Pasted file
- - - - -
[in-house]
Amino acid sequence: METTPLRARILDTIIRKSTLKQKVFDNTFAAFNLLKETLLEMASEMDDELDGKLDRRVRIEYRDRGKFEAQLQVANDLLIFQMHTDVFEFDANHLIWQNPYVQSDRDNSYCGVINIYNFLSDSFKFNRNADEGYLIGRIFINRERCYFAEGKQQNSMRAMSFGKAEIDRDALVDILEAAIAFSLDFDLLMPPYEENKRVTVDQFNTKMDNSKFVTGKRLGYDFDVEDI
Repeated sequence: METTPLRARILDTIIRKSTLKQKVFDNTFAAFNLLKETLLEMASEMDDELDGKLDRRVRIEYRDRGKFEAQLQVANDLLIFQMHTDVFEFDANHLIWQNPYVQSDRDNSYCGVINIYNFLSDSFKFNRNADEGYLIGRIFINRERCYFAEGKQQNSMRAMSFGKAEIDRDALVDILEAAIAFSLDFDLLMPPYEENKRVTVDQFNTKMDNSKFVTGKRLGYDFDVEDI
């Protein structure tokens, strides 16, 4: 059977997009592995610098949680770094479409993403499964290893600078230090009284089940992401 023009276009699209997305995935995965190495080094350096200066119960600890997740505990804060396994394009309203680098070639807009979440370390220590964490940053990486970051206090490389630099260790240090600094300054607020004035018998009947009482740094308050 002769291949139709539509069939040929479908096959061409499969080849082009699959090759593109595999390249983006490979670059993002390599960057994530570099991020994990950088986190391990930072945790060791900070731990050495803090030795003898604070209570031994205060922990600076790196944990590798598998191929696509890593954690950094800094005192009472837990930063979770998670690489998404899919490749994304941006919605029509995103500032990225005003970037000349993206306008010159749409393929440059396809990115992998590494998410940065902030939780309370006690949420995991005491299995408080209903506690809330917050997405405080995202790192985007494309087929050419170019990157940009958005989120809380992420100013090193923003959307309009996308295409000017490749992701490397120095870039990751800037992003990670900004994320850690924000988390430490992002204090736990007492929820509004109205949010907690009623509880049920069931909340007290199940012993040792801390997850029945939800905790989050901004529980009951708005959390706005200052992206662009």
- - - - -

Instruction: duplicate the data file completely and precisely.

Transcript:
[in-house]
Amino acid sequence: METTPLRARILDTIIRKSTLKQKVFDNTFAAFNLLKETLLEMASEMDDELDGKLDRRVRIEYRDRGKFEAQLQVANDLLIFQMHTDVFEFDANHLIWQNPYVQSDRDNSYCGVINIYNFLSDSFKFNRNADEGYLIGRIFINRERCYFAEGKQQNSMRAMSFGKAEIDRDALVDILEAAIAFSLDFDLLMPPYEENKRVTVDQFNTKMDNSKFVTGKRLGYDFDVEDI
Repeated sequence: METTPLRARILDTIIRKSTLKQKVFDNTFAAFNLLKETLLEMASEMDDELDGKLDRRVRIEYRDRGKFEAQLQVANDLLIFQMHTDVFEFDANHLIWQNPYVQSDRDNSYCGVINIYNFLSDSFKFNRNADEGYLIGRIFINRERCYFAEGKQQNSMRAMSFGKAEIDRDALVDILEAAIAFSLDFDLLMPPYEENKRVTVDQFNTKMDNSKFVTGKRLGYDFDVEDI
């Protein structure tokens, strides 16, 4: 059977997009592995610098949680770094479409993403499964290893600078230090009284089940992401 023009276009699209997305995935995965190495080094350096200066119960600890997740505990804060396994394009309203680098070639807009979440370390220590964490940053990486970051206090490389630099260790240090600094300054607020004035018998009947009482740094308050 002769291949139709539509069939040929479908096959061409499969080849082009699959090759593109595999390249983006490979670059993002390599960057994530570099991020994990950088986190391990930072945790060791900070731990050495803090030795003898604070209570031994205060922990600076790196944990590798598998191929696509890593954690950094800094005192009472837990930063979770998670690489998404899919490749994304941006919605029509995103500032990225005003970037000349993206306008010159749409393929440059396809990115992998590494998410940065902030939780309370006690949420995991005491299995408080209903506690809330917050997405405080995202790192985007494309087929050419170019990157940009958005989120809380992420100013090193923003959307309009996308295409000017490749992701490397120095870039990751800037992003990670900004994320850690924000988390430490992002204090736990007492929820509004109205949010907690009623509880049920069931909340007290199940012993040792801390997850029945939800905790989050901004529980009951708005959390706005200052992206662009």